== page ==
Operators focused on stripper wells typically fall into one of two camps.
The first is trapped by capital and technology constraints. They are relegated to pump & rod maintenance, hot oil treatments, and resulting low production rates. If they act early enough, they can put in a few water injectors to bump up field economics before the overall field production drops. If they don’t act quickly enough, they have to go into debt to drill injection wells and hope for a payback.
The second group usually has a large enough asset base to move up to tertiary recovery if they are located close enough to a CO2 source. The industry has been largely following these 2 approaches since the 1970’s when field wide CO2 flooding was first used to stimulate production in stripper wells.
Stripper Wells & Micro-Bore Jet Drilling
What most folks don’t realize is that over the last 10 years there have been technology advancements that can economically fit in the gap between secondary and tertiary recovery. This technology can improve recovery factors and rates in stripper wells without spending millions on infrastructure and new wells. These two technologies are Micro-Bore Jet Drilling (MBJT) and Nitrogen based miscible gas injection.
Micro-Bore Jet Drilling uses a high-pressure fluid injection system to literally erode the rock matrix and create a 1-2″ diameter hole. Penetration rates can approach 250ft/hr in high porosity sands. The jetting assembly can transition from vertical-to-horizontal within as small as a 4 1/2″ wellbore. This is a rigless drilling process where you just need a small pulling unit to trip in the BHA on tubing and then run the drilling assembly to bottom.
The drilling assembly works like a giant hypodermic syringe where slacking off at the surface pushes a downhole plunger. The plunger advances the jetting nozzle into the rock face where it removes material. Through control drilling, holes can be created with a surface area equivalent to a conventional 6″ wellbore. A half dozen or more micro-bore laterals can be jetted at a single depth. This creates what’s essentially a TAML Level 1 or open hole multi-lateral system.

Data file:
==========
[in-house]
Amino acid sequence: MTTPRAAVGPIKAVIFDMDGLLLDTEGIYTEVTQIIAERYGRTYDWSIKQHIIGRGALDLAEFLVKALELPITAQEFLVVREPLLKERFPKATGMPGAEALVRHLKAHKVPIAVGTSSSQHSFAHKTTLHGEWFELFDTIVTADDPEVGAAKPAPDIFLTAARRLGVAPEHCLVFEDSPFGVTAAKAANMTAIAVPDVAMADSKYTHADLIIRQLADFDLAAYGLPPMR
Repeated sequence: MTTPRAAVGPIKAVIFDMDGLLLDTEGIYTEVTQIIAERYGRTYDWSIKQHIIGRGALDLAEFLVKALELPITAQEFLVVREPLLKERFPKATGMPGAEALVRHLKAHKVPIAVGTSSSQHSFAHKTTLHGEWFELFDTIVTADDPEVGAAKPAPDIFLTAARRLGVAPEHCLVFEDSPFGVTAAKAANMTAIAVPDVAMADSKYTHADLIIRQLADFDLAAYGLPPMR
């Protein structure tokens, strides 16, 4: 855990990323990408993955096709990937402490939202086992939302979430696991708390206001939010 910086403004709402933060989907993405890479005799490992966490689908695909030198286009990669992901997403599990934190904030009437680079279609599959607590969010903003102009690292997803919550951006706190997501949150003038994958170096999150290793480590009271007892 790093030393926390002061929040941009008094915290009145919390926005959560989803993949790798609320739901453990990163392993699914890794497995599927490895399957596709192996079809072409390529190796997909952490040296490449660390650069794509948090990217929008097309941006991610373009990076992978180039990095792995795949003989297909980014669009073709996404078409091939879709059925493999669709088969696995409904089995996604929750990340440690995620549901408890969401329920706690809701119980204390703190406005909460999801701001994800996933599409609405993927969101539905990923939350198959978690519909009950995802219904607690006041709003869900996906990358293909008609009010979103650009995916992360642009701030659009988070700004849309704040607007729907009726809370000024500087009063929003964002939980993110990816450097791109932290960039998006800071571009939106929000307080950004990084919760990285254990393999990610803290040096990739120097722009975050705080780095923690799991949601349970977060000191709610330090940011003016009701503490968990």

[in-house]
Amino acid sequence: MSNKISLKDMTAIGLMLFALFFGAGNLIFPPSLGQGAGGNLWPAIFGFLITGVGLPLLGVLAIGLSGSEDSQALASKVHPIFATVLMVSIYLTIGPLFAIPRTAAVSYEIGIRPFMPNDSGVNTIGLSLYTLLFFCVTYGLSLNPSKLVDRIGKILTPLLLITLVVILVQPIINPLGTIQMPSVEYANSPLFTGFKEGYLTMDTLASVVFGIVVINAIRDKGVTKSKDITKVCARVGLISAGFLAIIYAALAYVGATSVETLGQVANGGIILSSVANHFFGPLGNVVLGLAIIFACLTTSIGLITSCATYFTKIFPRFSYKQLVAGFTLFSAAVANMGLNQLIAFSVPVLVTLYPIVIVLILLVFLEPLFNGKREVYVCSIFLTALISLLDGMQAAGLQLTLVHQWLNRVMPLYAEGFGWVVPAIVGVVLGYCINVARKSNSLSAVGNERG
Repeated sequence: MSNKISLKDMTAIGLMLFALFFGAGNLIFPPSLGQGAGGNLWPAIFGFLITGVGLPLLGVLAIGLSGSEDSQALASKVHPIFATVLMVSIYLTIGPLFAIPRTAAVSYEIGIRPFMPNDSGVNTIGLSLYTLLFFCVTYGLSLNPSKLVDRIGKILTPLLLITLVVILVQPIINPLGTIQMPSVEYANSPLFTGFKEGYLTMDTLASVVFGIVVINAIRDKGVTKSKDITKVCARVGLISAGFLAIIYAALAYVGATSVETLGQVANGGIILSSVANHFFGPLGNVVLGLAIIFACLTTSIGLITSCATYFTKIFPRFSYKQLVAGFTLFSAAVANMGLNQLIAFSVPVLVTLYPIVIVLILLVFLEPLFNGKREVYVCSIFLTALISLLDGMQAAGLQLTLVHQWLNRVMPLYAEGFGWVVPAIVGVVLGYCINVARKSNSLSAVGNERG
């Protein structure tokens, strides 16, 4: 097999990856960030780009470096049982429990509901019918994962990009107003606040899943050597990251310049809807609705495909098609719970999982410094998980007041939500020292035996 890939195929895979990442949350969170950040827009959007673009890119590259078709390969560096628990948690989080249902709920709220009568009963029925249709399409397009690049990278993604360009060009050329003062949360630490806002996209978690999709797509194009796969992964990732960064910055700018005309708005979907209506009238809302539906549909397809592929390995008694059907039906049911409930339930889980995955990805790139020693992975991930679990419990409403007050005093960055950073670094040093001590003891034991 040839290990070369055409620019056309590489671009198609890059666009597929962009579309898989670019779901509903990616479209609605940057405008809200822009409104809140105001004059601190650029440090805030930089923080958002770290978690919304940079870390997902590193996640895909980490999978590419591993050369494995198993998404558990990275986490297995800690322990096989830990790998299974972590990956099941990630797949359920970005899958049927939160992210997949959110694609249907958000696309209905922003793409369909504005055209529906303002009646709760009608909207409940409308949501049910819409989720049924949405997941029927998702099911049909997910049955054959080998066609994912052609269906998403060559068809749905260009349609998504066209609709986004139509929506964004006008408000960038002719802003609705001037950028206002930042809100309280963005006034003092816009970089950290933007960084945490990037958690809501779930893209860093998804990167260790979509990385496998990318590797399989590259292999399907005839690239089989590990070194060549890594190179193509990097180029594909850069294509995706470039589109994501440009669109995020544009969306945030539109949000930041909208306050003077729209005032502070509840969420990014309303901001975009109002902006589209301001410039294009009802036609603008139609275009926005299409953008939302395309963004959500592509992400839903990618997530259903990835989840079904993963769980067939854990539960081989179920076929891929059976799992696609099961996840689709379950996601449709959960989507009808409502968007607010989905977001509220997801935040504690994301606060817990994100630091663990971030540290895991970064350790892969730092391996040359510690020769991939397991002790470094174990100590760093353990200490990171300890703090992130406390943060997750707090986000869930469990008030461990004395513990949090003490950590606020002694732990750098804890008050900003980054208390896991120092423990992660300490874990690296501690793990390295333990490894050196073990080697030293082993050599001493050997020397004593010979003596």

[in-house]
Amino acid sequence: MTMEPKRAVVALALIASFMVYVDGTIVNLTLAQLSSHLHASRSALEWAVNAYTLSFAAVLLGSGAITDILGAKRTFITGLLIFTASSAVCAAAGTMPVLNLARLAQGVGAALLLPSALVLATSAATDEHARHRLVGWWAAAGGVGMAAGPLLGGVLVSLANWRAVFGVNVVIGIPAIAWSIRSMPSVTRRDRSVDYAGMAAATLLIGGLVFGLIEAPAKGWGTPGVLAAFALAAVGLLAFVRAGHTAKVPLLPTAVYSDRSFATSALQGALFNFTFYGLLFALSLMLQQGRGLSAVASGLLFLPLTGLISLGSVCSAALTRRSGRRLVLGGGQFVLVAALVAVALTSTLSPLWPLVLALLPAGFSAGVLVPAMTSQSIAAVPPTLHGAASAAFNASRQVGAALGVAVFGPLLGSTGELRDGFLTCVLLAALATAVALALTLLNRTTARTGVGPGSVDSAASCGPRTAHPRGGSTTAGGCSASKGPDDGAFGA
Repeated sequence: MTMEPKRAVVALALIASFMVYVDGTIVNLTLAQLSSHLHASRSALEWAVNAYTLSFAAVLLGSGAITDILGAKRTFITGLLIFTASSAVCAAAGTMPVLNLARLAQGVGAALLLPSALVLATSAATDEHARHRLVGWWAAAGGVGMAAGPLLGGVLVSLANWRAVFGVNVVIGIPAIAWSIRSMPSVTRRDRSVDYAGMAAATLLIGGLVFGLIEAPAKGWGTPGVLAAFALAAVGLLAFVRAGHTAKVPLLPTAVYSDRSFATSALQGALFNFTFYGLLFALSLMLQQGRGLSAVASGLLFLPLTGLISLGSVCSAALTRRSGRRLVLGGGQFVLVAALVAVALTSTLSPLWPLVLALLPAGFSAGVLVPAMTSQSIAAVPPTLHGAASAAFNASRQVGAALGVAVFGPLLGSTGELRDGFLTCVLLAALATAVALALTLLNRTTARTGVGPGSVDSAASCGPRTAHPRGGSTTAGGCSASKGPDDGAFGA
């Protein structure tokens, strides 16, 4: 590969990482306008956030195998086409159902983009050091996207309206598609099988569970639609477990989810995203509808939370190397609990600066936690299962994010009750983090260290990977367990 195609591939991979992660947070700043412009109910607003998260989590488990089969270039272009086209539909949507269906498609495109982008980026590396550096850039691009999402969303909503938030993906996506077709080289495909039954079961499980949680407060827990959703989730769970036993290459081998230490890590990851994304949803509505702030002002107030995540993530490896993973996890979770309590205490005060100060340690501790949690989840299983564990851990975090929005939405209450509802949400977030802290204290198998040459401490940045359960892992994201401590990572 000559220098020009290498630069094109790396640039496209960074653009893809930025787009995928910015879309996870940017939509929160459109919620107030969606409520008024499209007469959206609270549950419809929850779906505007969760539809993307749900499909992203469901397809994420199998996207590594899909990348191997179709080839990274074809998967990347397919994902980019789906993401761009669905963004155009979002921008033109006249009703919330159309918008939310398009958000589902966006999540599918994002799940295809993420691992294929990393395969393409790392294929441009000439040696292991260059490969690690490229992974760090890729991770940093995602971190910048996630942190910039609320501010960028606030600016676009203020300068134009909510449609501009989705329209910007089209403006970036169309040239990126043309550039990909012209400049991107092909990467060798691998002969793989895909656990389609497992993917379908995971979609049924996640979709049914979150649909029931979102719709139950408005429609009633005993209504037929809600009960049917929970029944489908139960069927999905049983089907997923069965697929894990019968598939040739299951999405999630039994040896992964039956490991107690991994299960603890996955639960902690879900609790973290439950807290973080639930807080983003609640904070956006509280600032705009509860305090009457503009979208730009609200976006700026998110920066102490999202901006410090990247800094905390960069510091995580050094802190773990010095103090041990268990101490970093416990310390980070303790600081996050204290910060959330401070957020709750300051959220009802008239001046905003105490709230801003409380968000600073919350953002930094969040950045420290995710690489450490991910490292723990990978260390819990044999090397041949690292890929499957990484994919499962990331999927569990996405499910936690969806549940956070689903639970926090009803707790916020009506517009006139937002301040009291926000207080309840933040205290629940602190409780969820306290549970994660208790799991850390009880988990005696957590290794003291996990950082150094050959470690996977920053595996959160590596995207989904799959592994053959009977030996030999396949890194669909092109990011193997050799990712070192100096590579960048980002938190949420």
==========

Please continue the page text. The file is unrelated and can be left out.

Jetting these laterals with formation water allows you to create skin-free, conductivity channels in your reservoir. The extremely short kick-off ability allows you to target thin beds behind pipe that aren’t economic to test with conventional sidetracking methods. Water coning can be avoided by jetting laterals at the top of a zone to make maximum use of a water drive. There are many, many other uses for these cheap, high conductivity reservoir drainage or injection pathways.
While increasing reservoir draining per well is one way to increase production, if there’s no energy or pressure left in the pore space, oil will only flow be at a snail’s pace. You need a way to re-energize the rock matrix without spending millions on pipelines, CO2, and high chrome tubulars.
Stripper Wells & Nitrogen Gas Injection